Hospital bosses have joined forces with Cumbria police to raise awareness of potentially cannabis-laced gummy sweets.

Cumbria police’s Child Centred Policing teams have been made aware of a number incidents across the country involving young people taking “sweets” or “gummies” containing unknown ingredients, but believed to include CBD oil.

A number of young people across the country, including a teenager from Carlisle, have been reported to have been hospitalised, having suffered adverse reactions after consuming these gummies.

Dr Mike Schofield, consultant in emergency medicine and paediatric emergency medicine at North Cumbria Integrated Care NHS Foundation Trust (NCIC), said: “These reports are concerning.

"Recreational cannabis use in children and young people is increasing both locally and nationally, especially in ‘gummy’/ vape form.

"Drugs from unregulated sources are dangerous and may contain other harmful substances which can cause seizures (fits), severe allergic reactions, hyperthermia, heart problems, breathing problem, bleeding from the stomach/food pipe and in some cases can even lead to cardiac arrest heart stopping) and death.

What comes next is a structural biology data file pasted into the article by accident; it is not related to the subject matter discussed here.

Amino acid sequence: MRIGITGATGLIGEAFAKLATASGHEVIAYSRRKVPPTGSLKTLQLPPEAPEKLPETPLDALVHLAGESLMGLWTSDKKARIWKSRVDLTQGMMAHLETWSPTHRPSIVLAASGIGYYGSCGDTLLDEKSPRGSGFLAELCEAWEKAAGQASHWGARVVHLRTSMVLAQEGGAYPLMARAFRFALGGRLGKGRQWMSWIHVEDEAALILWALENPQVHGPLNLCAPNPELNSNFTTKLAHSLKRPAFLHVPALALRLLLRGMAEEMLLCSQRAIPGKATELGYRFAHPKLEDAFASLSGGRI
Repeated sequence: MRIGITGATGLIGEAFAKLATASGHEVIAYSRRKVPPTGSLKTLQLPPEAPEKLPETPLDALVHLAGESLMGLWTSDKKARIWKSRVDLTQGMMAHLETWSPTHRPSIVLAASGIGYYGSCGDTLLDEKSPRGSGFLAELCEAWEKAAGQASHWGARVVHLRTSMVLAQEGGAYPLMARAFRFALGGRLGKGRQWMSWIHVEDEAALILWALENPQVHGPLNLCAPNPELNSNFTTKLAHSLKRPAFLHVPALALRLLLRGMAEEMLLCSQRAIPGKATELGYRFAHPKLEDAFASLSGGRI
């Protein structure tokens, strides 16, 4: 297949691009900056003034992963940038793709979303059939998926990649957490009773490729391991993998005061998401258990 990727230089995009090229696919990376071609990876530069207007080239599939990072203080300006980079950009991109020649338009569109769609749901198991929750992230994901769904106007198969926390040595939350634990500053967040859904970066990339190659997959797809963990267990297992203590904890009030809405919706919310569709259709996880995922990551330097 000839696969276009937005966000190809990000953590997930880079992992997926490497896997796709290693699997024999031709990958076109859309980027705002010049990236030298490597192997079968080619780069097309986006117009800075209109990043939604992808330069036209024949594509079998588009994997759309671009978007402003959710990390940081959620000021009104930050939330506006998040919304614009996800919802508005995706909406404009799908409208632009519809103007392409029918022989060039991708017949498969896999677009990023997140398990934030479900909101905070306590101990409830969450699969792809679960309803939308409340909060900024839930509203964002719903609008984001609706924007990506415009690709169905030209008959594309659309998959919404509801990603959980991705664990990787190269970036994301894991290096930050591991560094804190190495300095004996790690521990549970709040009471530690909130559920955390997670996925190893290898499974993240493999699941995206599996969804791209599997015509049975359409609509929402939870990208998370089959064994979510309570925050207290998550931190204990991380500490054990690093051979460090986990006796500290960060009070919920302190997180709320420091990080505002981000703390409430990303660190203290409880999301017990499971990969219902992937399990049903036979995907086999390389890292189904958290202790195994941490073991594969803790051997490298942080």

“I would urge children and young people to stop and think before considering taking cannabis in any form but especially when the source is unknown.”

A Cumbria Police spokesman said:“We have received a number of reports that young people, across Cumbria, have been consuming “gummies”. The reports include young people being sold them by peers and accessing them from unregulated sources.

“In light of these worrying reports, we would urge young people to avoid contact with people selling these gummies so they can keep themselves safe and out of trouble.

“We hope by speaking about the dangers, we can raise awareness and deter other from taking the same course of action.”

Dr Schofield said cannabis has a long list of side effects including: feeling drowsy, tired or lethargic, faint or sick, problems with memory or concentrating, experiencing mild hallucinations, feeling confused, anxious or paranoid, feeling wheezy or out of breath, developing an uncomfortable or painful cough, making symptoms of asthma worse in people with asthma, reduced ability to drive or operate machinery safely.